Music

Music

For as long as there has been “civilization”—and in all likelihood, before—humans have engaged in music.

 

About Us

College of the Redwoods offers an array of music courses that fall into four categories. 

  • Music Theory Courses which build foundational skills and prepare music majors and minors for transfer to a four-year program.
  • Music History Courses which meet CSU and UC General Education requirements. 
  • Multi-semester classroom instruction in brass, percussion, and woodwind instruments.
  • Audition-level ensembles which perform publicly both on campus and the surrounding region.

View Music Courses >


Degrees and Certificates

CR does not currently offer a music degree or certificate. Students interested in obtaining an associate degree in music can select the Associate of Arts Degree, Liberal Arts:  Fine Arts and take all of the music courses in that Area of Emphasis.

Please see Counseling & Advising for more information.


Transfer Opportunities

Many of our music courses articulate with corresponding music courses at regional institutions. For more details, click here.

Check www.assist.org and contact Counseling & Advising to check specific articulations.

 
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Why Music?

For as long as there has been “civilization”—and in all likelihood, before—humans have engaged in music.  For a very long time, people have been aware of music’s power to convey emotion and to coordinate a group’s energies and intentions, ranging from its central role in religious ceremonies to the subcultures that have cohered around specific musical styles in the twentieth and early twenty first centuries.  Finally, cognitive psychologists are aware music is unique amongst the arts in coordinating body, intellect, emotion.  In short, paraphrasing Plato, music retains its power to shake the walls of the city.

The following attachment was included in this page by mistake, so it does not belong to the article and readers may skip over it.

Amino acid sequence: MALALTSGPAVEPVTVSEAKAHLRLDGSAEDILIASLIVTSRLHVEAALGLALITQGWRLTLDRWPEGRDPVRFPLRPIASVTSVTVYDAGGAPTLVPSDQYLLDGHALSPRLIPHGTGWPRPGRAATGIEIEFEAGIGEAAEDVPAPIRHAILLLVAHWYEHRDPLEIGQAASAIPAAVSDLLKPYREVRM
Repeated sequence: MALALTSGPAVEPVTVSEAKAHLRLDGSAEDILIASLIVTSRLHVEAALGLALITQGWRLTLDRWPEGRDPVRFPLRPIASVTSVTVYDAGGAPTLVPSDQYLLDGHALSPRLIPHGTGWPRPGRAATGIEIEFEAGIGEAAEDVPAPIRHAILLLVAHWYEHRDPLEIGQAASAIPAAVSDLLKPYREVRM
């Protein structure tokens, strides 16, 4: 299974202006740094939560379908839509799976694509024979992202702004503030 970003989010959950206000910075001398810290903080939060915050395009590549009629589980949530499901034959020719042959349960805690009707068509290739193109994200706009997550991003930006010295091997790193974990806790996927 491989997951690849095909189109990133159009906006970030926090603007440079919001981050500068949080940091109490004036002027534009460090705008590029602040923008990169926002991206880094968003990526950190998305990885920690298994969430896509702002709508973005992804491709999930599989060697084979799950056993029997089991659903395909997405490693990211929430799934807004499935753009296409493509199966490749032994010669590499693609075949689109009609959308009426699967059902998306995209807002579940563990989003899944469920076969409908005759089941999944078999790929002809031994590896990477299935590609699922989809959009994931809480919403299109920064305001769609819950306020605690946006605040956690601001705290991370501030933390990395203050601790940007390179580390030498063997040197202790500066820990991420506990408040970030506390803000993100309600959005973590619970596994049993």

'The modes of music are never disturbed without unsettling of the most fundamental political and social conventions.'

- Plato, The Republic, Book IV


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The Emerging Demand

While the emergence of the internet has profoundly impacted today’s music profession, even as old forms of music entrepreneurship disappear, new forms are emerging.  There is still a call for composers for film, video, TV, advertisement, and digital gaming.  Songwriters are still penning hits, recording studios still require producers and engineers, large halls and promotion companies still require sound technicians and stage managers, and record labels still employ a host of specialized staff and work with managers, agents, promoters, publicists, publishers, and licensing agents.  There is still a demand for music retailers, music journalists, and music instrument builders and technicians.  There is a growing need for music therapists, and a continuing need for music educators.  And, while the field of music performance remains as competitive as ever, there are still those who succeed.  In short, music remains a multi-billion dollar industry that rewards talent, innovation, and out-of-the-box thinking.